George Arnold09/03/2008 22:37:00
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1834 forum posts
191 photos

Thanks Mike

I had a look at your workshop pictures , I cant see much dust laying about ! it must work well. George

Olly Parry-Jones10/03/2008 12:07:00
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2776 forum posts
636 photos

I have a Record Power RSDE2-A. I like this extractor for its auto-switching feature, the fine filter (0.5microns) and also because with the 100mm hose, I can connect it up to my bandsaw when cutting MDF dust.

It is very noisy though and, perhaps a bit much for what you may need. Record Power also sell a smaller "power tool extractor" with a 32mm hose but, from what I've read, the general opionion is that the Trend power tool extractor is the one to buy. 

George Arnold10/03/2008 19:49:00
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1834 forum posts
191 photos

Thanks OPJ

Mike I have been looking at your set up I assume the vacuum attaches to the top of the box, there seems to be a baffle that hangs down to a shelf that runs the full length of the cabinet,or is this a filter, at the right hand end of the shelf underneath that looks like a ctoth filter by the way it hangs down at an angle,then on the underside there appears to be a baffle hanging down in front of the inlet tube, what provisions in the long shelf is there for air to pass through,? do you operate this on one machine at a time ,or is it piped round the shop, have you thought of any improvements i/e a bag to collect the   residue ? sorry for all the questions perhaps it not only the dust thats thick in my work shop

Thanks George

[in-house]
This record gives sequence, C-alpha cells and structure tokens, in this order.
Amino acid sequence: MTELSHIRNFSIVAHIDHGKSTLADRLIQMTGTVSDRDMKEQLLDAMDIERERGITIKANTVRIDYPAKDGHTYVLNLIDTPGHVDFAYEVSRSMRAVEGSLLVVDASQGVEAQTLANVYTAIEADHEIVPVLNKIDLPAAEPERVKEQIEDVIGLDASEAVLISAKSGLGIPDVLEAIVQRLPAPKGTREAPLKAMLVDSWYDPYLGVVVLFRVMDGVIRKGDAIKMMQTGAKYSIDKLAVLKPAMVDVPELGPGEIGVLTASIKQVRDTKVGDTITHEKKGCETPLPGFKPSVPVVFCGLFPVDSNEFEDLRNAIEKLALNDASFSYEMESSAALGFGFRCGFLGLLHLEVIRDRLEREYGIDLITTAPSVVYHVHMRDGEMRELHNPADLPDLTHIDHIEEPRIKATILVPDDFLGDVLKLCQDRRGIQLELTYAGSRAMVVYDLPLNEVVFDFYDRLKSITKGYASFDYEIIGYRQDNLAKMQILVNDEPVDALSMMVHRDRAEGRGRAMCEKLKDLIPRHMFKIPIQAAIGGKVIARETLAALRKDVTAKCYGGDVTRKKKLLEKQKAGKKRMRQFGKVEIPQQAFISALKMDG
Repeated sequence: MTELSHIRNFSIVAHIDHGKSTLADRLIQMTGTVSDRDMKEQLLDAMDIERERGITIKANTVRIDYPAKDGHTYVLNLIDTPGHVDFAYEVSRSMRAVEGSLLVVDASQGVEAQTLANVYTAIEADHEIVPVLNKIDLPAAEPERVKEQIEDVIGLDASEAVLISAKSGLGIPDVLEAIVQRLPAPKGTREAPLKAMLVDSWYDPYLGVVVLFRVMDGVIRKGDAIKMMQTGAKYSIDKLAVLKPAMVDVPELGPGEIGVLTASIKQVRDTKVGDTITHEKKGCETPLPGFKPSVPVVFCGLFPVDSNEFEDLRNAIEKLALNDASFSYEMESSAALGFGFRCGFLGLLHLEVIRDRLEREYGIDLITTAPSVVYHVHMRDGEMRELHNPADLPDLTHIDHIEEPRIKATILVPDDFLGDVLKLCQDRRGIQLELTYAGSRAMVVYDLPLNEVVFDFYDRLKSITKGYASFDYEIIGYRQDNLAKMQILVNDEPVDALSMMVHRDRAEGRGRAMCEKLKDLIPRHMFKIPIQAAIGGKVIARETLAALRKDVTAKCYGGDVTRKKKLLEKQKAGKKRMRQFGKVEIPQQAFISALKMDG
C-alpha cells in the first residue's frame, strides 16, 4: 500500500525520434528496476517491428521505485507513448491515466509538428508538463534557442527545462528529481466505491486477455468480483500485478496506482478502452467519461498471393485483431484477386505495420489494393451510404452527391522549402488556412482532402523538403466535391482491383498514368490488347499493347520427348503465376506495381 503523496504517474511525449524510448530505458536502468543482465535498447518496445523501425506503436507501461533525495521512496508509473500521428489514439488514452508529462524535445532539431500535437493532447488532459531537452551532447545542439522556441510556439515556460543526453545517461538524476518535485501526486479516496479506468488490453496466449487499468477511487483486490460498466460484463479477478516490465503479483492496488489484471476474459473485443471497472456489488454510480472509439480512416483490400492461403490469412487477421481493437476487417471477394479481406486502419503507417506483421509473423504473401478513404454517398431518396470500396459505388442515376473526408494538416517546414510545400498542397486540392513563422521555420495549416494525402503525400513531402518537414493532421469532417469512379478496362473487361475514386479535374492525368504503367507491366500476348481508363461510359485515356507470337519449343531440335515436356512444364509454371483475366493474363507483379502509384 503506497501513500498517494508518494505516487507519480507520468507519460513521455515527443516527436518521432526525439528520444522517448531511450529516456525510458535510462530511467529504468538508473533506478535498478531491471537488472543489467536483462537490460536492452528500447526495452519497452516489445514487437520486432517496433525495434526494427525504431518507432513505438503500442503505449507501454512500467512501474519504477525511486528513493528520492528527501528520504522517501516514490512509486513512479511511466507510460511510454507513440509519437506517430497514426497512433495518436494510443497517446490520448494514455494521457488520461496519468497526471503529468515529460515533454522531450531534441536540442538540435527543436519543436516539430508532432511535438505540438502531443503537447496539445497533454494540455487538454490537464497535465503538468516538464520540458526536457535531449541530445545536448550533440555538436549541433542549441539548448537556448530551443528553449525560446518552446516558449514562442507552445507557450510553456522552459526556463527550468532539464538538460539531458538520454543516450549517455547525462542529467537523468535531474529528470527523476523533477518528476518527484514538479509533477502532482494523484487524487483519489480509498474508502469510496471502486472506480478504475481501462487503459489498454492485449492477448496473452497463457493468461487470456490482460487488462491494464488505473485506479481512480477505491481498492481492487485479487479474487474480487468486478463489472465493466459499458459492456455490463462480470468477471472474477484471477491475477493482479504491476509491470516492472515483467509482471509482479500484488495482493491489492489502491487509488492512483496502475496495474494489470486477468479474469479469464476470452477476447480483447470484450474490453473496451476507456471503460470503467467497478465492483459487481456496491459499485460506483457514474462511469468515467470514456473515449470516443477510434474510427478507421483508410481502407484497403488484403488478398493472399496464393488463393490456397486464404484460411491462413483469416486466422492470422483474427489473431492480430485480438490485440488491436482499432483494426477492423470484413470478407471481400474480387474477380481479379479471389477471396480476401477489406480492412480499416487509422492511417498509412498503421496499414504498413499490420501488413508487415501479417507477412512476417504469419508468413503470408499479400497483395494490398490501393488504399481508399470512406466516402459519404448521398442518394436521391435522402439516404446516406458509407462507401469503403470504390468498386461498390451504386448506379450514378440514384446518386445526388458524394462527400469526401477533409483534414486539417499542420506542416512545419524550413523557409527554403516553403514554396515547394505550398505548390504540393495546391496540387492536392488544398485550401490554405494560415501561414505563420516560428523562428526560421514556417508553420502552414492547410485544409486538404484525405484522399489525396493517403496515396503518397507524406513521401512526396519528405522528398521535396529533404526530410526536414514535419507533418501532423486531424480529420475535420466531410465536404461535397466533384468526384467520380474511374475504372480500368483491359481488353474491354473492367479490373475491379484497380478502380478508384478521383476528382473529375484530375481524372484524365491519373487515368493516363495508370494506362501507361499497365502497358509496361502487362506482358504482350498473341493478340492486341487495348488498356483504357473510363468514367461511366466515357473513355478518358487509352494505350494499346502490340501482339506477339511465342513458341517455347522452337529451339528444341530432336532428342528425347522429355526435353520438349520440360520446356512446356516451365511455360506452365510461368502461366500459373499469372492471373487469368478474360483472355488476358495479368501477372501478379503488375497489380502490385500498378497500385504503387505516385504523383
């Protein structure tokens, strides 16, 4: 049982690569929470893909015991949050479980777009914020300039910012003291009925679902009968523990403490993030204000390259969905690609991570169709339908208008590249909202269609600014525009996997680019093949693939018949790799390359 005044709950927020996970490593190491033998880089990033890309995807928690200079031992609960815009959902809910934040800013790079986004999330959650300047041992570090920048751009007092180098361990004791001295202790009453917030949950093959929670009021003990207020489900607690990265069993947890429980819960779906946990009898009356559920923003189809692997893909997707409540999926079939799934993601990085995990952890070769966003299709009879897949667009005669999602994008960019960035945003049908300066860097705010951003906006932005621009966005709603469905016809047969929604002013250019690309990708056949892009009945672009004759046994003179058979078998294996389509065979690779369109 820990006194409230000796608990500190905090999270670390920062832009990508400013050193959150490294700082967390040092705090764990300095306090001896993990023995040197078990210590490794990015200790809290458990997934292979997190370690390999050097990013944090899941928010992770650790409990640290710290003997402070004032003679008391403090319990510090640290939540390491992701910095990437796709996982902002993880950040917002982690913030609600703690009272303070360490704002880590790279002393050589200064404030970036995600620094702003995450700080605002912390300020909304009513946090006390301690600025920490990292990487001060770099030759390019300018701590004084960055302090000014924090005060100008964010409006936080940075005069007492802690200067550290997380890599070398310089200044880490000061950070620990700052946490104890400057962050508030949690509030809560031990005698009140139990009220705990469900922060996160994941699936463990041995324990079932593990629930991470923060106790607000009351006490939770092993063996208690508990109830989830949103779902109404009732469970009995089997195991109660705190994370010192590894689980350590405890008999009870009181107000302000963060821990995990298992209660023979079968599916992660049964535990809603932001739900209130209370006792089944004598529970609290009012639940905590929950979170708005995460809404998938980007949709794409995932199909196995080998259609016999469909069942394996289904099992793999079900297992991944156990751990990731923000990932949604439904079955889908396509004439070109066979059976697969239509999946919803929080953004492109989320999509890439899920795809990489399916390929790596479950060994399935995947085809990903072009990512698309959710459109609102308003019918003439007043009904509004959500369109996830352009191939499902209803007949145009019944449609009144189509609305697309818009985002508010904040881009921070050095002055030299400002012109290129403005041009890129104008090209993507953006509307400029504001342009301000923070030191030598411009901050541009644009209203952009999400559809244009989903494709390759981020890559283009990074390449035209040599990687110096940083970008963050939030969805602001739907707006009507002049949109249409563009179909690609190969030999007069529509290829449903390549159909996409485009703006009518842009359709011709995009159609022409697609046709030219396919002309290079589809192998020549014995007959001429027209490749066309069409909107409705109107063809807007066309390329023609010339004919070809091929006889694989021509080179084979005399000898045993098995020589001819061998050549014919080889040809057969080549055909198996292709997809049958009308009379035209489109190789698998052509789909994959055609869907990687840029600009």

Mike Garnham10/03/2008 20:10:00
4114 forum posts
1 photos

George,

The vacuum does attach to the top of the box, and my thinking was to make the journey a speck of dust has to take from the "in" hose to the "out" hose (and thus to the vacuum cleaner) as long and circuitous as possible.

The horizontal shelf has a hole about 4 or 5 inches in diameter above the curved thing.......which is a piece of hardboard with probably fifty 3 or 4mm holes drilled in it. Standing on the shelf is another piece of wood with lots of holes. These holes don't act as filters in any way, they just cause turbulence which knocks the dust out of the air. Same with the baffle just in fron of the entry hose.

A bag inside wouldn't work (it would get sucked out of shape by the vacuum).......the only improvement I would make is to make the whole thing bigger.

I will start work shortly on another one on the other side of my workshop, which will do my new router table, the radial arm saw, and my planer. This will be bigger, and have a sort-of valve box to enable me to switch between the various tools without changing hoses over.

I forgot to mention.....the key feature of the box is that the door has got reasonable seals. A bit of foamy draught-strip will do. The system is so powerful that the chipboard door panel bulges in noticeably when the machine is on........if you make one, make it sturdy!

Mike 

Doug10/03/2008 20:22:00
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3415 forum posts
35 photos

Just a thought, if you can wait till i get chance to photo the dust deputy, it is so simple just a cone & a container. It would be so easy to replicate, no need for lots of baffles & holes.

Baz .

George Arnold10/03/2008 20:53:00
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1834 forum posts
191 photos

Thanks Baz and MIke

I.ll  give the project some thought, before I attempt my set up,

George